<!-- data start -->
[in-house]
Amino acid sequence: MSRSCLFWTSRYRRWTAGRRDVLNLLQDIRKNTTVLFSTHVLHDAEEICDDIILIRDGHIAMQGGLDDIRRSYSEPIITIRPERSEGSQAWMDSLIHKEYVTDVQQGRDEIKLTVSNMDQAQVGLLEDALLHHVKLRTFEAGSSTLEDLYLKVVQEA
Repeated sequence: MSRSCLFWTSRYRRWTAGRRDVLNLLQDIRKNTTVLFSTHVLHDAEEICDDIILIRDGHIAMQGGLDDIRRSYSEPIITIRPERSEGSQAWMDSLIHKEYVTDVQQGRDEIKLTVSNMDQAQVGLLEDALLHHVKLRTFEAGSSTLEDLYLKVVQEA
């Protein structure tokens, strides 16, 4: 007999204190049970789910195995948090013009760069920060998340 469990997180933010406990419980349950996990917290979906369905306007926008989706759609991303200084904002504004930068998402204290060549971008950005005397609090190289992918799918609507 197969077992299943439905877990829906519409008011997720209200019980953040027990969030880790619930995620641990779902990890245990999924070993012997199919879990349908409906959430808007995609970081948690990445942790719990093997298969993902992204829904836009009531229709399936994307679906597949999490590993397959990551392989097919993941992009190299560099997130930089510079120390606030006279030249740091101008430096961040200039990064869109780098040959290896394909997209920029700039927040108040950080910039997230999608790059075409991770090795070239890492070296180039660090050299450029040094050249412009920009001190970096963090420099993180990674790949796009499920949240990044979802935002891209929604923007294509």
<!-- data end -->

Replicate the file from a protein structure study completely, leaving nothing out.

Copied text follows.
[in-house]
Amino acid sequence: MSRSCLFWTSRYRRWTAGRRDVLNLLQDIRKNTTVLFSTHVLHDAEEICDDIILIRDGHIAMQGGLDDIRRSYSEPIITIRPERSEGSQAWMDSLIHKEYVTDVQQGRDEIKLTVSNMDQAQVGLLEDALLHHVKLRTFEAGSSTLEDLYLKVVQEA
Repeated sequence: MSRSCLFWTSRYRRWTAGRRDVLNLLQDIRKNTTVLFSTHVLHDAEEICDDIILIRDGHIAMQGGLDDIRRSYSEPIITIRPERSEGSQAWMDSLIHKEYVTDVQQGRDEIKLTVSNMDQAQVGLLEDALLHHVKLRTFEAGSSTLEDLYLKVVQEA
């Protein structure tokens, strides 16, 4: 007999204190049970789910195995948090013009760069920060998340 469990997180933010406990419980349950996990917290979906369905306007926008989706759609991303200084904002504004930068998402204290060549971008950005005397609090190289992918799918609507 197969077992299943439905877990829906519409008011997720209200019980953040027990969030880790619930995620641990779902990890245990999924070993012997199919879990349908409906959430808007995609970081948690990445942790719990093997298969993902992204829904836009009531229709399936994307679906597949999490590993397959990551392989097919993941992009190299560099997130930089510079120390606030006279030249740091101008430096961040200039990064869109780098040959290896394909997209920029700039927040108040950080910039997230999608790059075409991770090795070239890492070296180039660090050299450029040094050249412009920009001190970096963090420099993180990674790949796009499920949240990044979802935002891209929604923007294509």